La Cucina
Farrier & Draper
Powerscourt Townhouse
South William Street
Dublin 2
Phone: 01 677 1220


FarrierAndDraper.ie

Irish Daily Mail
27 August 2016

Farrier & Draper, which opened very recently in the Powerscourt Townhouse Centre, has a pretty amazing bar in a city that has quite a few licensed premises of distinction. It struck me that there’s a huge gulf, these days - in Dublin at any rate - between a “pub” and a “bar”.

I think it may have all started when some restaurants started calling themselves Such-and-Such Bar & Grill, in an attempt to woo the Irish male, in particular, away from the pub, to sever that umbillical link to pints and Sky Sports and food kept warm in bains maries and dehydrated under heat lamps.

Actually, if that was the object, the exercise has been an abject failure. The city and the country at large are liberally endowed with pubs that serve average drink with little or no grace, and atrocious, industrial food that would cause a riot if served in one of our correctional facilities.

You see, the Irish publican had it so easy for so long. Pour drink into customers, wipe the bar; ask them if they have no homes to go to when closing time comes around. Simple.

But a lot of consumers have become... what should we call it? Sophisticated? Well, perhaps that’s pitching it a bit strong. A lot of consumers want a bit more; they have been to countries where pubs... sorry... bars, have a bit of style.

In fact the “bar & grill” nomenclature that kicked off a decade ago or so refers to this style. It implies a touch of New York sophistication, of San Francisco style, of Mad Men loucheness. Not a toasted special or a package of crips in sight.

Stand at the bar in Farrier & Draper (is that a reference to Don, by any chance?) or in Luna and you will see what I mean.

Of course, all of this is intimately connected with a trend that would have been considered, at best, a huge challenge when I was growing up, viz. forging some kind of connection between the drinking of alcohol and the consumption of food. There are still circles in which this kind of talk is seen as heresy.

Farrier & Draper’s food offering is down in the basement – a rather dark and very warm basement – and it goes by the name of La Cucina. So, Dublin has a new Italian restaurant, with an Italian chef called Riccardo and this has to be a good thing.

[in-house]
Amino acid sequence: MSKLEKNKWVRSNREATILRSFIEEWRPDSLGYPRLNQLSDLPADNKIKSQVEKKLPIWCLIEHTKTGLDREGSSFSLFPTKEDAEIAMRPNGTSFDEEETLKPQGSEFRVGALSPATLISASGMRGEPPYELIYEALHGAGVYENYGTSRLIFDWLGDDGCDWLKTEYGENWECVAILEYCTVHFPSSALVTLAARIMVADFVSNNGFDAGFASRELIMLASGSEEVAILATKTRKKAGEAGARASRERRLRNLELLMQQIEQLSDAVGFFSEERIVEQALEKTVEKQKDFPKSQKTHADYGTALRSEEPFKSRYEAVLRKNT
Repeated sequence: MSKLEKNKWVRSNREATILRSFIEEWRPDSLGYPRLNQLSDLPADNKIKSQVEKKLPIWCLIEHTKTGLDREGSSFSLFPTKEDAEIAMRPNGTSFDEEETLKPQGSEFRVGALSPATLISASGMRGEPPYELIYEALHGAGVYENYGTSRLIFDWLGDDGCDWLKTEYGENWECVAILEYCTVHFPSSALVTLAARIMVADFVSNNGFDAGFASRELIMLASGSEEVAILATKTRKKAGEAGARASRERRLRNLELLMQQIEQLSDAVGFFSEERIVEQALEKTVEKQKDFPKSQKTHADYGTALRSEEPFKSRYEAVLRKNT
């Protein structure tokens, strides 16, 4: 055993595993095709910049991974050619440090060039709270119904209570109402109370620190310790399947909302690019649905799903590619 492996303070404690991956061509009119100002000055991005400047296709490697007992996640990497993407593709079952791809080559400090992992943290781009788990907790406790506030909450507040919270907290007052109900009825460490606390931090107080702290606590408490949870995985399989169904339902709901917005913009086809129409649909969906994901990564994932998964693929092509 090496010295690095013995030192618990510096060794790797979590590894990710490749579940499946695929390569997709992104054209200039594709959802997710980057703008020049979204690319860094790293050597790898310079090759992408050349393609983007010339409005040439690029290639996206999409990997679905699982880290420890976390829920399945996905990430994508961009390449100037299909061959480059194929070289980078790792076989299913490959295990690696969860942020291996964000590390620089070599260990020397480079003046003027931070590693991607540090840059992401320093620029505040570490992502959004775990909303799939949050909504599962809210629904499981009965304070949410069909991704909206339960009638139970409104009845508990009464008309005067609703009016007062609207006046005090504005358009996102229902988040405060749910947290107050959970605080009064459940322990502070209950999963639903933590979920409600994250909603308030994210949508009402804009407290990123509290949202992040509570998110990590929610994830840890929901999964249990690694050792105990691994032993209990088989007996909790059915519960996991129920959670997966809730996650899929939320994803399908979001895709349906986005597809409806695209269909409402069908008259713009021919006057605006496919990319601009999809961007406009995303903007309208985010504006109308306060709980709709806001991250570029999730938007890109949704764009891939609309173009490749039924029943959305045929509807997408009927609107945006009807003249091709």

La Cucina is not in its element in August; it has a cosiness that means it will come into its own as the evenings draw in and Autumn draws on. And I think the menu will evolve too, not that there was anything wrong with what we ate. I just feel that the kitchen here is being too careful to cover all the bases.

Polpette, proper meatballs (and more a “thing” in Italian-America than in Italy itself) made a fine, rib-sticking starter. The texture was light, the meat had proper flavour, the tomato sauce had been long-cooked for intensity. I think it was a shade of terracotta but, to be honest, it was quite hard to see my hand in front of my face. Bits of melting, creamy mozzarella scattered over this dish was a pleasingly decadent touch.

FarrierAndDraper.ie

Arancini promised truffle and porcini (what the French call ceps and we call penny buns) and these are things to which I respond like an old war horse getting a whiff of cordite. But it was a mixed bag; they were, indeed, little balls of risotto encased in crisp breadcrumbs. But the risotto was flavoured, Milanese style with saffron and the truffle was in a cream sauce. I was assured that there were porcini involved but I think it must have been in homeopathic quantities.
 

Linguini with clams is a dish to which I return, time and time again. La Cucina’s version was good although such a heavy hand with the cherry tomatoes was not entirely a good idea. The clams were fine, the portion huge (I finished it for lunch next day), but it lacked a certain something. Maybe a spoonful or two of intense, salty shellfish broth?

On the other hand, the prawn risotto was first class and I don’t say that lightly. I’m browned off at how many chefs think gritty, chalky, undercooked rice is right and proper in this northern Italian classic.

Here the texture was perfect, the consistency correctly somewhere between solid and liquid and the flavour! Oh my, the flavour! Sweet, buttery prawns, lifted with tangy, zesty lemon. So simple, so perfect.

Puddings were not really an option after all of this. With a bottle of wine and of mineral water, the bill came to just over €90.